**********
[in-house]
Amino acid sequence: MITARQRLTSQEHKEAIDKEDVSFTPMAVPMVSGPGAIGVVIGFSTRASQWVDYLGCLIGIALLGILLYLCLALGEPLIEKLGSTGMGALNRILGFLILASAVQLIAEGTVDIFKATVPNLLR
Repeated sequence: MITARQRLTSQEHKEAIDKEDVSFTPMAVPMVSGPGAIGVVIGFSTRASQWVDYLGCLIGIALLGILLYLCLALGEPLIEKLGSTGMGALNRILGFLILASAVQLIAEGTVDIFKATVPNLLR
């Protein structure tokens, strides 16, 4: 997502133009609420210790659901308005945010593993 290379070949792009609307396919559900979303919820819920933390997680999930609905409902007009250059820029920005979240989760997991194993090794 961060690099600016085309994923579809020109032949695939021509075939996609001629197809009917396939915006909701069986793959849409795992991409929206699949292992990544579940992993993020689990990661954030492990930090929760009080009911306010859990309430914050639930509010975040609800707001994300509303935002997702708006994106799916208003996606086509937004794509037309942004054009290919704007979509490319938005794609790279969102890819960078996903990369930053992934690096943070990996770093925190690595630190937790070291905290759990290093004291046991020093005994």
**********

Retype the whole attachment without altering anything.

[in-house]
Amino acid sequence: MITARQRLTSQEHKEAIDKEDVSFTPMAVPMVSGPGAIGVVIGFSTRASQWVDYLGCLIGIALLGILLYLCLALGEPLIEKLGSTGMGALNRILGFLILASAVQLIAEGTVDIFKATVPNLLR
Repeated sequence: MITARQRLTSQEHKEAIDKEDVSFTPMAVPMVSGPGAIGVVIGFSTRASQWVDYLGCLIGIALLGILLYLCLALGEPLIEKLGSTGMGALNRILGFLILASAVQLIAEGTVDIFKATVPNLLR
């Protein structure tokens, strides 16, 4: 997502133009609420210790659901308005945010593993 290379070949792009609307396919559900979303919820819920933390997680999930609905409902007009250059820029920005979240989760997991194993090794 961060690099600016085309994923579809020109032949695939021509075939996609001629197809009917396939915006909701069986793959849409795992991409929206699949292992990544579940992993993020689990990661954030492990930090929760009080009911306010859990309430914050639930509010975040609800707001994300509303935002997702708006994106799916208003996606086509937004794509037309942004054009290919704007979509490319938005794609790279969102890819960078996903990369930053992934690096943070990996770093925190690595630190937790070291905290759990290093004291046991020093005994």